see, like demand for life insurance. During a pandemic, you might be paying
more if you take a policy out amid an outbreak.

Most consumers seeking term life fall into
younger and healthier demographics, making term life rates among the most
affordable. This is because
such populations present less risk than a 70-year-old with multiple chronic
conditions. In the end, your rate depends on individual factors. So if
you’re looking for affordable protection for your family, term life might be
the best choice for you.

Term life is also a great option if you want a
policy that:

  • Grants you some flexibility for
    future planning, as you’re
    not locked into a lifetime policy.
  • Can replace your or your spouse’s
    income on a temporary basis.
  • Will cover your children until
    they are financially stable on their own.
  • Is active for the same length as
    certain financial responsibilities—e.g., a car loan or remaining years on a
    mortgage.

Whole Life Insurance Offers
Lifetime Coverage

Like with term life policies, whole life
policies award a death benefit when you pass. This benefit is decided by the
amount of coverage you purchase, but you can also add riders that accelerate
your benefit or expand coverage for covered types of death.

The biggest difference between term life and
whole life insurance is that the latter is a type of permanent life insurance.
Your policy has no expiration date. That means you and your family benefit from
a lifetime of protection without having to worry about an unexpected event
occurring after your term has ended.

The Pros and Cons of Whole Life

As if a lifetime of coverage wasn’t enough of
advantage, whole life insurance can also be a highly useful financial planning
tool:

  • Cash value: When you make a premium payment on
    your whole life policy, a portion of that goes toward an account that builds
    cash up over time. Your
    family gets this amount in addition to the death benefit when their claim is
    approved, or you can access it while living. You pay taxes only when the money
    is withdrawn, allowing for tax-deferred growth of cash value. You can
    often access it at any time, invest it, or take a loan out against it. However, be aware that anything
    you take out and don’t repay will eventually be subtracted from what your
    family receives in the end.
  • Dividend payments: Many life insurance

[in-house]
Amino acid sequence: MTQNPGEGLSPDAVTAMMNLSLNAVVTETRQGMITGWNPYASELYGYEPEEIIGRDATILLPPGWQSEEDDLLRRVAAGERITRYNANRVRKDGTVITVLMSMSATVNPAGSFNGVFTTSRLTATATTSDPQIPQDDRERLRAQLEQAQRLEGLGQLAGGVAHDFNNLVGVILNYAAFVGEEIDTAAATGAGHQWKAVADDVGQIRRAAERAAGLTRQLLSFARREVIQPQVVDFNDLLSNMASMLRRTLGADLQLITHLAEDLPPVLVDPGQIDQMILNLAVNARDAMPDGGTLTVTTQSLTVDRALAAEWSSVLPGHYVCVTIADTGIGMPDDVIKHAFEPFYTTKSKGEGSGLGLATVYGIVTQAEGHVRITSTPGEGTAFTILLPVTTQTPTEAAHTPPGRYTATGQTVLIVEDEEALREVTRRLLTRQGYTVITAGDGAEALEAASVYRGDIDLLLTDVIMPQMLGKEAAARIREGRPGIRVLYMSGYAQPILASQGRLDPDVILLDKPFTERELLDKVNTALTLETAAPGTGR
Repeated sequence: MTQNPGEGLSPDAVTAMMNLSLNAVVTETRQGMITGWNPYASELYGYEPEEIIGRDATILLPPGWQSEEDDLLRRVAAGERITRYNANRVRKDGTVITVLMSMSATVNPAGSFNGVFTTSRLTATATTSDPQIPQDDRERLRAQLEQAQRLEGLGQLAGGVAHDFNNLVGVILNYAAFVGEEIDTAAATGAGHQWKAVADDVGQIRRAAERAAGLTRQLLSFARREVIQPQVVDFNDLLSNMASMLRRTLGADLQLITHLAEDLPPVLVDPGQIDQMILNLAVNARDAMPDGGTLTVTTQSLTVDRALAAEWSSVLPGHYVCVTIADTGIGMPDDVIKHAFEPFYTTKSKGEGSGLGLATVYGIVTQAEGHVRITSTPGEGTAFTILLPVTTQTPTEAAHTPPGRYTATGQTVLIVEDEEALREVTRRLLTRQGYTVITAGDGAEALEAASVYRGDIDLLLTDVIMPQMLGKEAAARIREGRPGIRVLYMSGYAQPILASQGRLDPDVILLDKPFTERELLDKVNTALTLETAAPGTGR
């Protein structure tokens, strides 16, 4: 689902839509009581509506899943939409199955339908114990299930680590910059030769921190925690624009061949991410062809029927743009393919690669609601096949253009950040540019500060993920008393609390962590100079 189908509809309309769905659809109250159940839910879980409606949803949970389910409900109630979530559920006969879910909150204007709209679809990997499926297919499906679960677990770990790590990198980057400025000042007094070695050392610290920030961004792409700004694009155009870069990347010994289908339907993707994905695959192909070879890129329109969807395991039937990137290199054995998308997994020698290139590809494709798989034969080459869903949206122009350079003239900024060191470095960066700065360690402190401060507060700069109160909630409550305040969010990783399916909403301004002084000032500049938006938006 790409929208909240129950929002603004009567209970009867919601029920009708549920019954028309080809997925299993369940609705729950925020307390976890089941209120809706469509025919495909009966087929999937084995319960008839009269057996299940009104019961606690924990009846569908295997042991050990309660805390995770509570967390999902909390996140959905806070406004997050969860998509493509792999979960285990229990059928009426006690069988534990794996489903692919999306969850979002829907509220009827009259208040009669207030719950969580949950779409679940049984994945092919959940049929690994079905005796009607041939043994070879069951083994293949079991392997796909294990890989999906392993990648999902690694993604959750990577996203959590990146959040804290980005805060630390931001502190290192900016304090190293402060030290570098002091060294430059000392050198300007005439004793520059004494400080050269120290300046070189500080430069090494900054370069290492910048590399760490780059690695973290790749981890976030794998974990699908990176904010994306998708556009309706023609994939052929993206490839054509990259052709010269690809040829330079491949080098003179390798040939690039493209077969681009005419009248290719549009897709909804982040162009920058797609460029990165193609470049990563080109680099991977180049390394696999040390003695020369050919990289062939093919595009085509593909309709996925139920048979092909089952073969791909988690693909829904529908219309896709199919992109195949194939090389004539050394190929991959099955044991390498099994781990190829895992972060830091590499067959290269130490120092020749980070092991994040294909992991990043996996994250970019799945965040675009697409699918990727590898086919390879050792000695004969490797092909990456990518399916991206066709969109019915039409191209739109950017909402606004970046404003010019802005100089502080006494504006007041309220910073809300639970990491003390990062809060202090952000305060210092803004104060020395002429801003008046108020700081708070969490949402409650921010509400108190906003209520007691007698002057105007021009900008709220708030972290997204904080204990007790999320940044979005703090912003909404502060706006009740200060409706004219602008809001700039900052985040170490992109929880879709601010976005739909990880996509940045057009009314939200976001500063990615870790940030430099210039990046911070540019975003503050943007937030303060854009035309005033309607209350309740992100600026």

companies offer whole life policyholders the opportunity to accrue dividends
    through a whole life policy. This works much like how stocks make dividend
    payments to shareholders from corporate profits. The amount you see through a dividend payment is
    determined by company earnings and your provider’s target payout ratio—which is
    the percentage of earnings paid to policyholders. Some life insurance
    companies will make an annual dividend payment to whole life policyholders that
    adds to their cash value.

Some potential downsides to consider include:

  • Higher cost: Whole life is more expensive than
    term life, largely because of the lifetime of coverage. This means monthly
    premiums that might not fit every household budget.
  • Interest rates on cash value loans: If you need emergency extra
    money, a cash value loan may be more appealing than a standard bank loan, as
    you don’t have to go through the typical application process. You can also get
    lower interest rates on cash value loans than you would with private loans or
    credit cards. Plus, you don’t have to pay the balance back, as you’re basically
    borrowing from your own stash. But if you don’t pay the loan back, it will be
    money lost to your family.

Whole Life Is Great for Estate Planning

Who stands to benefit most from a whole life
policy?

  • Young adults and families who can
    net big savings by buying a whole life policy earlier.
  • Older families looking to lock in
    coverage for life.
  • Those who want to use their policy
    as a tool for savings or estate planning.

To that last point, whole life policies are particularly advantageous in overall financial and estate planning compared to term life. Cash value is the biggest and clearest benefit, as it can allow you to build savings to access at any time and with little red tape.

Also,
you can gift a whole life policy to a grandchild, niece or nephew to help
provide for them. This works by you opening the policy and paying premiums for
a set number of years—like until the child turns 18. Upon that time, ownership
of the policy is transferred to them and they can access the cash value that’s
been built up over time.

If you’re looking for another low-touch way to leave a legacy, consider opening a high-yield savings account that doesn’t come with monthly premium payments, or a normal investment account.

What to Do Before You Buy a
Policy

Make sure you take the right steps to finding
the best policy for you. That means:

  • Researching different life insurance companies and their policies, cost and riders. (You can start by reading our review of Bestow.)
  • Balancing your current and long-term needs to best protect your family.
  • Buying the right amount of coverage.

If you’re interested in taking next steps, talk to your financial advisor about your specific financial situation and personal needs.

Infographic explaining the difference between term and whole life insurance policies.

The post Term Life vs. Whole Life Insurance: Which Is Best for You? appeared first on Credit.com.

Source: credit.com

Dave Ramsey’s Baby Steps Explained

Whereas Dave Ramsey’s Baby Steps have often been dissected one at a time, my goal in this post is to give an overview of the steps as a unit and explain why the order is essential.

dave ramsey baby steps explained

Hopefully, these steps can help you create a focused life plan for your finances, regardless of your age or financial well being.

First, the Baby Steps:

  • Step 1: $1,000 in an emergency fund.
  • Step 2: Pay off all debt except the house utilizing the debt snowball.
  • Step 3: Three to six months of savings in a fully funded emergency fund.
  • Step 4: Invest 15% of your household income into Roth IRAs and pre-tax retirement plans.
  • Step 5: College Funding
  • Step 6: Pay off your home early.